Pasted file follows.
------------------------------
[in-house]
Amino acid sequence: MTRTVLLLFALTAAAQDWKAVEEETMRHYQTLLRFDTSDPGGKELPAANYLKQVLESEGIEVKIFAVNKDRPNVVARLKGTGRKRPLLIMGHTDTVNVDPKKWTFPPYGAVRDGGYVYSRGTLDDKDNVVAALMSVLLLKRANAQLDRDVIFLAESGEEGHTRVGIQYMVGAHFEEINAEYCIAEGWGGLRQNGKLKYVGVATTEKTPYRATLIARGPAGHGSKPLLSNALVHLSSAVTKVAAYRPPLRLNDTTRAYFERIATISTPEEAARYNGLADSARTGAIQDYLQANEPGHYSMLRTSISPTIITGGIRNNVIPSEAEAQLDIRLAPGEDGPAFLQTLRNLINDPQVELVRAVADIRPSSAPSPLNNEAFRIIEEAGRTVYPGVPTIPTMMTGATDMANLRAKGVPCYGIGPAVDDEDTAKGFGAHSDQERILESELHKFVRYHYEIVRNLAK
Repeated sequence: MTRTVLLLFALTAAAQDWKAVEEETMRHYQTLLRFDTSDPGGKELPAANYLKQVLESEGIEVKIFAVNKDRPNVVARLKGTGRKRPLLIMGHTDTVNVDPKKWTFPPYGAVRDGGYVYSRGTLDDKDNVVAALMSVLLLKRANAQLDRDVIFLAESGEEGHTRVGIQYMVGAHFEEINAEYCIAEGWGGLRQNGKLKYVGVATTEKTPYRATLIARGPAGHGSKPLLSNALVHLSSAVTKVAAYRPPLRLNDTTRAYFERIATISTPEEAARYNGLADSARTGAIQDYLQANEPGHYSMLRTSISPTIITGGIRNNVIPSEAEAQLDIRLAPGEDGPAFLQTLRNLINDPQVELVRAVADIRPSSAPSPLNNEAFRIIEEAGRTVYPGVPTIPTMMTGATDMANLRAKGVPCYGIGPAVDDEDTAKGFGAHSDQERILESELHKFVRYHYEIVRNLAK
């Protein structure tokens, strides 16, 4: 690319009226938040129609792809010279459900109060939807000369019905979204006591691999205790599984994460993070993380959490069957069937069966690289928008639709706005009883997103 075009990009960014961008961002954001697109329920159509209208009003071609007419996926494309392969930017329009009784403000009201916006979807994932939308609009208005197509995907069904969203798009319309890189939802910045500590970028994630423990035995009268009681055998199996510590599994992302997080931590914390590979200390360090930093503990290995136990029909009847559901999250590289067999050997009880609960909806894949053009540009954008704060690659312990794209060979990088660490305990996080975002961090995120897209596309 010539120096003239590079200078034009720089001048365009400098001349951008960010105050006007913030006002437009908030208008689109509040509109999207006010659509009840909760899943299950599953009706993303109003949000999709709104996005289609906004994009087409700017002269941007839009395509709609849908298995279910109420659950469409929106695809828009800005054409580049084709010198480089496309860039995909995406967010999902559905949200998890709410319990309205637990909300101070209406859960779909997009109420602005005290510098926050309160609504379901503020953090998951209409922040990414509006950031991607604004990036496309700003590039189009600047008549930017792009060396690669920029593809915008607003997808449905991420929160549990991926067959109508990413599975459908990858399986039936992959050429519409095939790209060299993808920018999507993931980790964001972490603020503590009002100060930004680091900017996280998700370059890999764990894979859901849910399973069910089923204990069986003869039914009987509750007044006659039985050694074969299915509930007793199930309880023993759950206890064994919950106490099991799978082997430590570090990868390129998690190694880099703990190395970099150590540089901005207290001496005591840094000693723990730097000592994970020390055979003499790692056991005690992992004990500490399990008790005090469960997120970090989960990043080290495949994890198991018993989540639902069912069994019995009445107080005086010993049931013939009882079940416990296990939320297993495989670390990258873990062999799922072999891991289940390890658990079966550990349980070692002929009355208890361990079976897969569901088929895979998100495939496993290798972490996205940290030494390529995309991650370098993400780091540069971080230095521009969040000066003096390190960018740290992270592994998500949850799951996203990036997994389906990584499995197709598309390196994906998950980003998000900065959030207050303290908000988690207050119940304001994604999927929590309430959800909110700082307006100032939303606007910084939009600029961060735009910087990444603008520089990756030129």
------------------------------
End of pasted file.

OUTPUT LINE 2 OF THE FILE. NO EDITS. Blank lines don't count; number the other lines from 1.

Amino acid sequence: MTRTVLLLFALTAAAQDWKAVEEETMRHYQTLLRFDTSDPGGKELPAANYLKQVLESEGIEVKIFAVNKDRPNVVARLKGTGRKRPLLIMGHTDTVNVDPKKWTFPPYGAVRDGGYVYSRGTLDDKDNVVAALMSVLLLKRANAQLDRDVIFLAESGEEGHTRVGIQYMVGAHFEEINAEYCIAEGWGGLRQNGKLKYVGVATTEKTPYRATLIARGPAGHGSKPLLSNALVHLSSAVTKVAAYRPPLRLNDTTRAYFERIATISTPEEAARYNGLADSARTGAIQDYLQANEPGHYSMLRTSISPTIITGGIRNNVIPSEAEAQLDIRLAPGEDGPAFLQTLRNLINDPQVELVRAVADIRPSSAPSPLNNEAFRIIEEAGRTVYPGVPTIPTMMTGATDMANLRAKGVPCYGIGPAVDDEDTAKGFGAHSDQERILESELHKFVRYHYEIVRNLAK